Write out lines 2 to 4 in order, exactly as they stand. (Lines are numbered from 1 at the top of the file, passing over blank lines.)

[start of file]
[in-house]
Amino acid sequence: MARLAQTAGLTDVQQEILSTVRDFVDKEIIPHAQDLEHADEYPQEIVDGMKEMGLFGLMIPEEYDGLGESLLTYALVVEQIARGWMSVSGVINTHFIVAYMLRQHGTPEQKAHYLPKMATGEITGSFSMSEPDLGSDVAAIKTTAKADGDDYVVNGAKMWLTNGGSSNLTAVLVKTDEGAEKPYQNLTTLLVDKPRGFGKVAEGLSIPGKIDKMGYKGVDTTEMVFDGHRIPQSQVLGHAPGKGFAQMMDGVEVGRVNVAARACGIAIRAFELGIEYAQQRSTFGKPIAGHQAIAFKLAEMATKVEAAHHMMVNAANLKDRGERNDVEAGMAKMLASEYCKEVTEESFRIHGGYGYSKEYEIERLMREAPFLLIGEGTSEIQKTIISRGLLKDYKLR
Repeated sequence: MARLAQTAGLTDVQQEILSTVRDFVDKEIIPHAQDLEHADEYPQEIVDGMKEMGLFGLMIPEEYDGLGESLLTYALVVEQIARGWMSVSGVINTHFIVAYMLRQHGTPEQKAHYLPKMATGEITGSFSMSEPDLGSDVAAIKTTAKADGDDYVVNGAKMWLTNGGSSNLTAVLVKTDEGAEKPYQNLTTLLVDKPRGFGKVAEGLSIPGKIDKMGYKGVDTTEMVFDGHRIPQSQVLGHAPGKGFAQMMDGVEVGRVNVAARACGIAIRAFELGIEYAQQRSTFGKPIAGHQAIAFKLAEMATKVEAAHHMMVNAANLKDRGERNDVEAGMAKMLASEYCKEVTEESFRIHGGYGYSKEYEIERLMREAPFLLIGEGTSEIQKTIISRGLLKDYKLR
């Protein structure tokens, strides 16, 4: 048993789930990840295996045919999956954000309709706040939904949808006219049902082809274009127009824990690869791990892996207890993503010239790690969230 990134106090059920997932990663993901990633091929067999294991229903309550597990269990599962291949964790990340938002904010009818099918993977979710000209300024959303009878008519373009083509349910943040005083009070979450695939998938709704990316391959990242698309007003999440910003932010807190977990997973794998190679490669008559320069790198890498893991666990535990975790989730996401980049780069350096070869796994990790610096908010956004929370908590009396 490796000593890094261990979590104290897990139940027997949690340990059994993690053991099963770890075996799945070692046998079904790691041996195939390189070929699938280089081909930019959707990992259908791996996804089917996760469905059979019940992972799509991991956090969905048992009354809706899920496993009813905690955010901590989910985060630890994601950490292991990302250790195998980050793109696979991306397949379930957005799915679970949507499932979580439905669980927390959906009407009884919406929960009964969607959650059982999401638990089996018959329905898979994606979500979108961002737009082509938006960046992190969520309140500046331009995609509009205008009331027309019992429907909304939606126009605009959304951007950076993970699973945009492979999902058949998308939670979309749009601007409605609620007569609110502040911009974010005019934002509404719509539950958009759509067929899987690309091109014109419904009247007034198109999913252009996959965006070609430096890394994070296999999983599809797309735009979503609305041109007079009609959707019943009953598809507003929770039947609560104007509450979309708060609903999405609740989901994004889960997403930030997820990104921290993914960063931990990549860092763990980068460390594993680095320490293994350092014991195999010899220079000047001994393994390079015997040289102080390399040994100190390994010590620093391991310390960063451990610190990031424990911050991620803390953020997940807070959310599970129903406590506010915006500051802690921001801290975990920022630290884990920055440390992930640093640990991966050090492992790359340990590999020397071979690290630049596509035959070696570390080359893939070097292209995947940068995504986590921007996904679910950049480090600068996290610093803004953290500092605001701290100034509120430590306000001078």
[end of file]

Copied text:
Amino acid sequence: MARLAQTAGLTDVQQEILSTVRDFVDKEIIPHAQDLEHADEYPQEIVDGMKEMGLFGLMIPEEYDGLGESLLTYALVVEQIARGWMSVSGVINTHFIVAYMLRQHGTPEQKAHYLPKMATGEITGSFSMSEPDLGSDVAAIKTTAKADGDDYVVNGAKMWLTNGGSSNLTAVLVKTDEGAEKPYQNLTTLLVDKPRGFGKVAEGLSIPGKIDKMGYKGVDTTEMVFDGHRIPQSQVLGHAPGKGFAQMMDGVEVGRVNVAARACGIAIRAFELGIEYAQQRSTFGKPIAGHQAIAFKLAEMATKVEAAHHMMVNAANLKDRGERNDVEAGMAKMLASEYCKEVTEESFRIHGGYGYSKEYEIERLMREAPFLLIGEGTSEIQKTIISRGLLKDYKLR
Repeated sequence: MARLAQTAGLTDVQQEILSTVRDFVDKEIIPHAQDLEHADEYPQEIVDGMKEMGLFGLMIPEEYDGLGESLLTYALVVEQIARGWMSVSGVINTHFIVAYMLRQHGTPEQKAHYLPKMATGEITGSFSMSEPDLGSDVAAIKTTAKADGDDYVVNGAKMWLTNGGSSNLTAVLVKTDEGAEKPYQNLTTLLVDKPRGFGKVAEGLSIPGKIDKMGYKGVDTTEMVFDGHRIPQSQVLGHAPGKGFAQMMDGVEVGRVNVAARACGIAIRAFELGIEYAQQRSTFGKPIAGHQAIAFKLAEMATKVEAAHHMMVNAANLKDRGERNDVEAGMAKMLASEYCKEVTEESFRIHGGYGYSKEYEIERLMREAPFLLIGEGTSEIQKTIISRGLLKDYKLR
């Protein structure tokens, strides 16, 4: 048993789930990840295996045919999956954000309709706040939904949808006219049902082809274009127009824990690869791990892996207890993503010239790690969230 990134106090059920997932990663993901990633091929067999294991229903309550597990269990599962291949964790990340938002904010009818099918993977979710000209300024959303009878008519373009083509349910943040005083009070979450695939998938709704990316391959990242698309007003999440910003932010807190977990997973794998190679490669008559320069790198890498893991666990535990975790989730996401980049780069350096070869796994990790610096908010956004929370908590009396 490796000593890094261990979590104290897990139940027997949690340990059994993690053991099963770890075996799945070692046998079904790691041996195939390189070929699938280089081909930019959707990992259908791996996804089917996760469905059979019940992972799509991991956090969905048992009354809706899920496993009813905690955010901590989910985060630890994601950490292991990302250790195998980050793109696979991306397949379930957005799915679970949507499932979580439905669980927390959906009407009884919406929960009964969607959650059982999401638990089996018959329905898979994606979500979108961002737009082509938006960046992190969520309140500046331009995609509009205008009331027309019992429907909304939606126009605009959304951007950076993970699973945009492979999902058949998308939670979309749009601007409605609620007569609110502040911009974010005019934002509404719509539950958009759509067929899987690309091109014109419904009247007034198109999913252009996959965006070609430096890394994070296999999983599809797309735009979503609305041109007079009609959707019943009953598809507003929770039947609560104007509450979309708060609903999405609740989901994004889960997403930030997820990104921290993914960063931990990549860092763990980068460390594993680095320490293994350092014991195999010899220079000047001994393994390079015997040289102080390399040994100190390994010590620093391991310390960063451990610190990031424990911050991620803390953020997940807070959310599970129903406590506010915006500051802690921001801290975990920022630290884990920055440390992930640093640990991966050090492992790359340990590999020397071979690290630049596509035959070696570390080359893939070097292209995947940068995504986590921007996904679910950049480090600068996290610093803004953290500092605001701290100034509120430590306000001078």